Screaming Tarts Compilation CD

An awful lot of this album is really, really bad. No – I really do mean really bad. The kind of bad where you turn down the volume when playing it for reviewing purposes in case the neighbours hear it and think you actually bought it and then storm your home jabbing flaming torches and pitchforks, batter the door down and kill you utterly dead. Don’t laugh – it does happen. And death-by-flaming-pitchfork is not a pretty way to go, as Dracula would be happy to tell you if he weren’t too busy bandaging two-pronged holes in his torso and wondering where the hell he’s going to find a new opera cloak in this day and age.

Not being a charitable organisation, I’m not going to lie about how wonderful the worst offenders are. However I’m not an unreasonable woman, and I therefore won’t name names. I’m also going to avoid the painfully mediocre, and focus instead on the odds and ends here the discovery of which would make this compilation worth the buying.

The main appeal lies in Scarlet Soho (the minimal impact of their clinically detached metronome pop comes across particularly well amidst the overwrought guitar soloings of so much else on here…), and in the scuzz-rock downhill tumblings of Antihero. There’s fun to be had in the extremely bad-and-wrong but oddly likeable Sack Trick – I suspect their B-Movie joke metal would wear very thin indeed over the course of more than one song, but that one song is worth a quick smirk and gains extra points for the spoken word intro. AntiProduct pull off a similar trick by being just about self-aware enough to get away with the screaming melodrama, grind and scream and by having some quite nice harmonies, although I still wouldn’t rush to hear them again. Kinesis, who I’ve never really liked, left me pleasantly surprised – the angry-wall-of-noise flailings of Everything You Thought You Knew To Be kinda makes me see what all the fuss was about. Honourable mentions must also go to the disconcerting high-pitched sugar-pop attack of D:Models (who could either turn out punky and ace or novelty and irritating) and to the tentative Smiths-esque 80s-indie-stylings of Nebraska.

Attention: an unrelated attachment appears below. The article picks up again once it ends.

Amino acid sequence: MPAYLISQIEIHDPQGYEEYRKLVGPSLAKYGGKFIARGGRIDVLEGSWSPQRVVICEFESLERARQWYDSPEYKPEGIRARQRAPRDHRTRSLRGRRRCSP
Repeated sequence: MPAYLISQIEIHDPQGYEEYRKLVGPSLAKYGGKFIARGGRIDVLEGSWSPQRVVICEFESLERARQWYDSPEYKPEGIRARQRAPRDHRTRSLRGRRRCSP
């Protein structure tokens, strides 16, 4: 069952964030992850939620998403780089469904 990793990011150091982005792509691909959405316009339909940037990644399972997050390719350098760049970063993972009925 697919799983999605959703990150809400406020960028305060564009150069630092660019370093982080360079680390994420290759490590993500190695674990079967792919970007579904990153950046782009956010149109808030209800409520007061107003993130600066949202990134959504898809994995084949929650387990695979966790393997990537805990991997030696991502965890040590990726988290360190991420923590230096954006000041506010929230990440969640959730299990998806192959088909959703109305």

Were I a fan of affected metal-glam-racket, the proportion of the 17 songs on this compilation which I actually like would be quite dramatically reversed. As is, there’s enough on here with merit for me to not dismiss it out of hand… but this is really more one for the Rachel Stamp (who feature on here, and who are therefore clearly not dead – but then, I was never quite sure that they weren’t an unholy blasphemous example of the living dead anyway. And I don’t mean that in a nice way) crowd than for me.


Screaming Tarts website here

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